Since Tijuana-style birria de res, a social media darling, hijacked the minds of Texans, it’s been difficult for those of us who crave the gamier proteins to get the traditional goat (chivo) or classic lamb (borrego). Thankfully we’ve got this trailer in far east El Paso. Note, though, that the non-beef options are available only on weekends (occasional exceptions are announced on Instagram). And they cost more (a plate of four tacos goes for $12), but the knotted strings of chile-infused meat, whose drippings will likely stain your shirt, are absolutely worth it. Just plan to get there early. “It’s first come, first served,” says Leonard Paredes, who owns the trailer with his wife, Carmen. 3800 N. Zaragoza Rd, 915-232-7364. Open Thur & Fri 12–5, Sat & Sun 10–2.

Customers at Taconeta in El Paso order from the patio window and then go inside to enjoy their food.
Outside Taconeta, in El Paso. Photograph by Justin Hamel
A customer carries a tray of food at Taconeta in El Paso.
A tray of food at Taconeta. Photograph by Justin Hamel
El Paso


Year opened: 2020
Pro tip: The sweet potato fries topped with fried kale and salsa macha are a spicy, multi-textured revelation.

Co-owned by El Paso–Juárez natives Alejandro Borunda and Daniel Fox, this downtown shop incorporates colorful tile, giant casement windows, and Mexican breeze blocks. Customers order from the patio window (a feature that saved the taqueria during the pandemic), then go inside to munch on the signature brisket confit suadero laced with a spicy, vermilion-hued salsa macha. Another standard is the cauliflower al pastor, the crucifers slowly roasting on a trompo after being lathered in a mild marinade of green chiles, cilantro, and onions. 311 Montana Ave, 915-303-8038. Open Tue–Sat 11–10.

Fort Worth

Don Artemio

Year opened: 2022
Pro tip: Whatever you order, ask for more tortillas.

After making a splash at the original Don Artemio, in Saltillo, Juan Ramón Cárdenas partnered with his friend and restaurant industry veteran Adrián
Burciaga to expand to Fort Worth. You might recognize Cárdenas from the season two “Cabrito” episode of Netflix’s Taco Chronicles. But he and his staff excel at much more than mesquite-roasted kid, including a 29-day-aged Prime tomahawk steak and salmon in a vibrant pipián verde mole. Helmed by Burciaga and executive chef Rodrigo Cárdenas (Juan Ramón’s son), the restaurant pairs the steakhouse concept with clever takes on Mexican dishes. Among them are the deceptively brittle-looking and richly flavored nopalitos fritos. The soaked, dried, julienned, and fried cactus pads are served as a towering bramble punctuated with large chunks of bacon. A basket of nixtamalized corn tortillas accompanies the small plate. 3268 W. 7th, 817-470-1439. Open Mon–Thur 11–2 & 5–9, Fri 11–2 & 5–10, Sat 11–2:30 & 5–10, Sun 10–3 & 5–9.

Chef Angel Fuentes dines on barrio and mini tacos at Guapo Taco in Fort Worth.
Chef Angel Fuentes dines on birria and mini tacos at Guapo Taco, in Fort Worth. Photograph by Brittany Conerly
Fort Worth

Guapo Taco

Year opened: 2021
Pro tip: The green chicken pozole, inspired by a family recipe, is pure comfort.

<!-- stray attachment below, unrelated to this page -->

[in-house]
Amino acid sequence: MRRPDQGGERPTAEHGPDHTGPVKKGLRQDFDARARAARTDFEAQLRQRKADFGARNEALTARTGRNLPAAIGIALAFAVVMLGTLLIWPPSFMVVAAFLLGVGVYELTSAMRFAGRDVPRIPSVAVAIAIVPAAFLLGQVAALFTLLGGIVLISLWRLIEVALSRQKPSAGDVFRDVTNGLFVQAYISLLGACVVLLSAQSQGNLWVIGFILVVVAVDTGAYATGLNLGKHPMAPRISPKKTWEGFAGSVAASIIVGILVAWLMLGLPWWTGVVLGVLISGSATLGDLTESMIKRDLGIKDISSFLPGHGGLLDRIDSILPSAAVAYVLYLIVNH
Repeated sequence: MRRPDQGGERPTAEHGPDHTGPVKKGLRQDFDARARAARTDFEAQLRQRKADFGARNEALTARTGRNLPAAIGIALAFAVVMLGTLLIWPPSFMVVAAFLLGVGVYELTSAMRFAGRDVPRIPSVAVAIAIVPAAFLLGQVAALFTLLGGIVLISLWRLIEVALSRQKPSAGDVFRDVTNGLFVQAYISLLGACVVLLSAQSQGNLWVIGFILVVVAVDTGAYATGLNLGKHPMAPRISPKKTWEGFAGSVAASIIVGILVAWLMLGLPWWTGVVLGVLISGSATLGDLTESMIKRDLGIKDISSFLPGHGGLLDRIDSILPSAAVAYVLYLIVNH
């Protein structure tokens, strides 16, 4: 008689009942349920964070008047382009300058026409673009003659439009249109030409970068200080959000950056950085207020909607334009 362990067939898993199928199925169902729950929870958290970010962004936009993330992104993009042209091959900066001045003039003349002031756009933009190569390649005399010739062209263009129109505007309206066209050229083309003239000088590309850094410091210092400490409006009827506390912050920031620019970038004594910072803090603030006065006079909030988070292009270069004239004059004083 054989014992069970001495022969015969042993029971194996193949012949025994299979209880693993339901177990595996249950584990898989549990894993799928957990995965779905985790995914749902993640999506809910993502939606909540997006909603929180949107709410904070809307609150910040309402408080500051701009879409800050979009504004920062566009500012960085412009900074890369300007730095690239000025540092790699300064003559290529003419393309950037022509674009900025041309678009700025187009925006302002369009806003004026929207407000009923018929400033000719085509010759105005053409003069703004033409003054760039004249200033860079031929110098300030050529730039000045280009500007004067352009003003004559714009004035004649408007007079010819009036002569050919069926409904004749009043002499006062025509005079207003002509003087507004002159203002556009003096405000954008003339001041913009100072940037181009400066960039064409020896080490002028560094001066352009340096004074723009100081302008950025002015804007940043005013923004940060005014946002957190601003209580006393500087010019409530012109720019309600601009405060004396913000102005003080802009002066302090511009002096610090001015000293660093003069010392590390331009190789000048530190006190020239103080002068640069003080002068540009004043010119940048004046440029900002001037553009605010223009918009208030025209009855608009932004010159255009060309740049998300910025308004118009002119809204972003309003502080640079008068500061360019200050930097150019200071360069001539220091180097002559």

In 2021 Angel Fuentes split with his partner at Mariachi’s Dine-In when the vegan-friendly gas-station taqueria moved to a larger space. Fuentes then remodeled the original location and gave it a new name (Handsome Taco). There are still plenty of vegan and vegetarian offerings, including a burger, but the standout is the beef cheek barbacoa masquerading as birria. The smooth consommé serves as a wonderful accompaniment, but the taco, featuring barbacoa netted by a mix of Monterey Jack and mozzarella, is more than enough without it. For a variety of tacos, order Los Tres Amigos, a flour tortilla and your choice of protein in three styles: the Guapo, with pickled cabbage and avocado crema; the Latin Lover, with lettuce, tomatoes, and queso; and the Borracho, with habaneros and guajillo crema. 301 S. Sylvania Ave, 682-966-9645. Open Tue–Sat 11–9.

One of the specialties at Chivos in Houston is marrow bones covered in an earthy crust of sesame seeds and morita, ancho, and pasilla chiles on a bed of greens and pickled radishes with a side of grill-toasted tortillas.
At Chivos, in Houston, specialties include marrow bones covered in an earthy crust of sesame seeds and dried chiles and shrimp tom kha with peanut salsa macha.Photograph by Arturo Olmos


Year opened: 2021
Pro tip: Forget arriving as soon as the restaurant opens. Reservations are essential.

This contemporary Mexican restaurant in the Heights neighborhood serves all manner of high-end dishes, from grilled shrimp accompanied by a luscious tomatillo curry to delicate pozole-filled dumplings floating atop a thin pork broth drizzled with nutty salsa macha. But when it comes to tacos, there are two stellar choices. The first is a brunch dish featuring flaky house-made flour tortillas accompanied by truffle butter sprinkled with delicate spheres of orange trout roe. Spread the rich butter on the tortillas, roll them up—they don’t crack—and munch away in an experience that evokes Mexican tacos de nada (sprinkled with salt and rolled) and tacos de manteca (spread with lard). The second standout taco features a marrow bone covered in an earthy crust of sesame seeds and morita, ancho, and pasilla chiles on a bed of greens and pickled radishes with a side of grill-toasted tortillas. Hold the bone vertically over the tortillas to scrape out every last bit of marrow. 222 W. 11th, 832-767-1417. Open Wed–Thur 5–9, Fri & Sat 5–10, Sun 11–3.